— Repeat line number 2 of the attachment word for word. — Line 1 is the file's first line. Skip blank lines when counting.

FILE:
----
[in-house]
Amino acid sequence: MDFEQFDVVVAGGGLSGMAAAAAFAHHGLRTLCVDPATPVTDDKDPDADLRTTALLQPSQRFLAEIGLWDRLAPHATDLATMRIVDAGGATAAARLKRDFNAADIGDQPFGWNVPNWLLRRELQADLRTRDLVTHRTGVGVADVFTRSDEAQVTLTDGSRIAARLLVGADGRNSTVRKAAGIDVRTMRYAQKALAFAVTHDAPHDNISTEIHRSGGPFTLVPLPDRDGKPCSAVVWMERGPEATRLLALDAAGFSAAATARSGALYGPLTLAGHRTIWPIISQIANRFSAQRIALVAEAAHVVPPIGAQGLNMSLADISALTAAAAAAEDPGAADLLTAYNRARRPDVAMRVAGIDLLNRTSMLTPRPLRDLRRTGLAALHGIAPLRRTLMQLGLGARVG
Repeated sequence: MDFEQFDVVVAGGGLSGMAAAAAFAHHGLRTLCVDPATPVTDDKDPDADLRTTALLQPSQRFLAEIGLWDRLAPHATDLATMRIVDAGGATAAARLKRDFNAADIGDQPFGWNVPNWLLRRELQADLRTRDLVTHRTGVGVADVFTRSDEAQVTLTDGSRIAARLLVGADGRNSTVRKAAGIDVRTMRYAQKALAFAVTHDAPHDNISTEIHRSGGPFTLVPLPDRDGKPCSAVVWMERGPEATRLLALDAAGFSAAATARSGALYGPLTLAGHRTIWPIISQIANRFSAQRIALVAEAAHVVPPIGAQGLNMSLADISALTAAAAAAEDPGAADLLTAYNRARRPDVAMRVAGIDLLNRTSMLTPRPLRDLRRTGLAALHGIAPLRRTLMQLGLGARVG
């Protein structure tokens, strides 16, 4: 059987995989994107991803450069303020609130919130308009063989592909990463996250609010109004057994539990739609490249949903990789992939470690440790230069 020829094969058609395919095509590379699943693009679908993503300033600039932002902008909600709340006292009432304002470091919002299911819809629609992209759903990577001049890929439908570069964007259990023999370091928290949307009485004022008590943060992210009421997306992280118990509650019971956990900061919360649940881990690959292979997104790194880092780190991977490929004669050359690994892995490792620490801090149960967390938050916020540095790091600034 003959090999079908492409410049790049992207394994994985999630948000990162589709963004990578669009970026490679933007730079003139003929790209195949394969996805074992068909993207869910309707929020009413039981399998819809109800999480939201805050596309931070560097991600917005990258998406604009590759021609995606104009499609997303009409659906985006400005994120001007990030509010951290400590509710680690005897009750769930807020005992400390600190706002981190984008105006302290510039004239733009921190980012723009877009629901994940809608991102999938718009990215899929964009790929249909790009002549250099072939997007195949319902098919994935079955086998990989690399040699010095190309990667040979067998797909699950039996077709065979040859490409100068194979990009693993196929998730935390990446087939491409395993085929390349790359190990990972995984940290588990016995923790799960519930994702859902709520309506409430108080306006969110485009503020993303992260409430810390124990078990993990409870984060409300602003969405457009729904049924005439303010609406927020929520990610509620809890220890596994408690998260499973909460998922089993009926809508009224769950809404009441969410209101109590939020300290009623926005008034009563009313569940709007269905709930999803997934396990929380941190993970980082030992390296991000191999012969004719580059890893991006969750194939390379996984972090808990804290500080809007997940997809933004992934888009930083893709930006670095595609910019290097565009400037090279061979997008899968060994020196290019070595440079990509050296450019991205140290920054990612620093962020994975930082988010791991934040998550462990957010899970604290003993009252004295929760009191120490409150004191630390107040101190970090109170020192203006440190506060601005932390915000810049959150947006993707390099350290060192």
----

Amino acid sequence: MDFEQFDVVVAGGGLSGMAAAAAFAHHGLRTLCVDPATPVTDDKDPDADLRTTALLQPSQRFLAEIGLWDRLAPHATDLATMRIVDAGGATAAARLKRDFNAADIGDQPFGWNVPNWLLRRELQADLRTRDLVTHRTGVGVADVFTRSDEAQVTLTDGSRIAARLLVGADGRNSTVRKAAGIDVRTMRYAQKALAFAVTHDAPHDNISTEIHRSGGPFTLVPLPDRDGKPCSAVVWMERGPEATRLLALDAAGFSAAATARSGALYGPLTLAGHRTIWPIISQIANRFSAQRIALVAEAAHVVPPIGAQGLNMSLADISALTAAAAAAEDPGAADLLTAYNRARRPDVAMRVAGIDLLNRTSMLTPRPLRDLRRTGLAALHGIAPLRRTLMQLGLGARVG